Dorothy Crenshaw January 25, 2011 | 01:17:10

Banned-Ad Gimmick Loses Super Bowl PR Points

As Super Bowl XLV approaches, marketing pundits are suiting up for the ad-stravaganza, but I’m naturally more interested in the PR Bowl. It’s a big part of the marketing investment, and it’s fun to watch brands try to score free media coverage weeks ahead of time.

But, one much-practiced play that’s losing ground is the “banned” ad. Marketers complain indignantly via press release that their commercial was rejected, then post it on YouTube in hopes of driving views. The tactic is tired. Too many companies have jumped on the banned-wagon, for one thing. And several just aren’t credible; I doubt they could cough up the $3 million for a 30-second spot. More importantly, the prohibited ads just aren’t very interesting. No wonder AdAge  pledged that it wouldn’t cover a single one.

Ashley Madison is trying again with a spot featuring a porn star. Yawn. I’m assuming it was rejected due to the nature of its business, since the commercial itself is tamer than the typical GoDaddy spot. (As a bonus, there’s a more X-rated one on YouTube.)

A somewhat more successful PR play was from conservative site Its spot has scored more than 200,000 views and some online controversy. But, despite the provocative name, the ad is another animated bobblehead video from a group that seems far more interested in selling t-shirts than engaging in a public dialogue.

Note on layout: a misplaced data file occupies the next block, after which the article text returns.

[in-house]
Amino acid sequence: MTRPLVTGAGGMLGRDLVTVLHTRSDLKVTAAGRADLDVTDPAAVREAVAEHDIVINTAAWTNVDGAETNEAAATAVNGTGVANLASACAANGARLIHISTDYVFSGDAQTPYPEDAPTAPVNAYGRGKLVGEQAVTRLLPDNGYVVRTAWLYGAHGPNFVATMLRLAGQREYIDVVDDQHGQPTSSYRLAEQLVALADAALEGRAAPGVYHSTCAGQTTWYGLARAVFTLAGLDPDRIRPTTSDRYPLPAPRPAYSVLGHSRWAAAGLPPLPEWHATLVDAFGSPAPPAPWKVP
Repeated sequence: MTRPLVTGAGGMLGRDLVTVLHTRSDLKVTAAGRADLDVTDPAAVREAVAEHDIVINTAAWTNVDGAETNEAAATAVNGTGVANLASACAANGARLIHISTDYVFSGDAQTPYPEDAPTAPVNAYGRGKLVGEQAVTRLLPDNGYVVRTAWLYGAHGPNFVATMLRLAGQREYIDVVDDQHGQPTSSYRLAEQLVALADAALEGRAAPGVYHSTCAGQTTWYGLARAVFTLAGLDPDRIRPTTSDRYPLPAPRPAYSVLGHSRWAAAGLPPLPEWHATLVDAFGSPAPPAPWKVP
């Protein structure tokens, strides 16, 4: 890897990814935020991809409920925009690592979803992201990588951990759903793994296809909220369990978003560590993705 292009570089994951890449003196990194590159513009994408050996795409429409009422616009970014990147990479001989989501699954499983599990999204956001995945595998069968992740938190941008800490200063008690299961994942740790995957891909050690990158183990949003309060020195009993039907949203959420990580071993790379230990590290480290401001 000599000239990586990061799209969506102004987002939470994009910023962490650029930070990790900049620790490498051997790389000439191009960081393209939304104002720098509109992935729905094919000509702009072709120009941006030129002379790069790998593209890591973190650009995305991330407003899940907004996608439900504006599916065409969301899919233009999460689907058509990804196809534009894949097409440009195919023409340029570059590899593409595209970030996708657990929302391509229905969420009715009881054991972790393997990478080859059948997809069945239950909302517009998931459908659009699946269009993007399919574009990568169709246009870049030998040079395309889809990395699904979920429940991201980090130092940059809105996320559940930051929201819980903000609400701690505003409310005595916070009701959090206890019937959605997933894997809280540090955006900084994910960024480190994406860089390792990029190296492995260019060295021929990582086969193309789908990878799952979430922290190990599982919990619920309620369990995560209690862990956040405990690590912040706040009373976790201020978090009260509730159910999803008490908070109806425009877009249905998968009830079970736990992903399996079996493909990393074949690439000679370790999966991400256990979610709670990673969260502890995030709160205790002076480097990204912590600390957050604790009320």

The most interesting twist so far is from Doritos. First, it has a lock on the banned-ad video channel with its annual Crash The Super Bowl crowdsourcing contest. But when “Feed Your Flock,” an entry that seemed to compare the chips to the holy eucharist, drew fire from Catholic groups and others, the brand showed some skillful defensive moves in pulling the spot. But, it’s still courting controversy; otherwise, why bother with a contest? This week, it’s teasing the media with a pair of gay-themed ads that seem to skirt the bounds of good taste. (Although what passes for good taste during the Super Bowl, where sexist and toilet humor meets family viewing, is beyond me.)

I think the ads are more silly than funny, and they may offend some, but that’s the price of admission. Plus, the production values beat the other dubious spots, and I can appreciate the tradecraft. By refusing to say if it will air the spots, the brand has spiced up the pre-game competition a little and gained more PR yardage through greater involvement in the pre-kickoff conversation.


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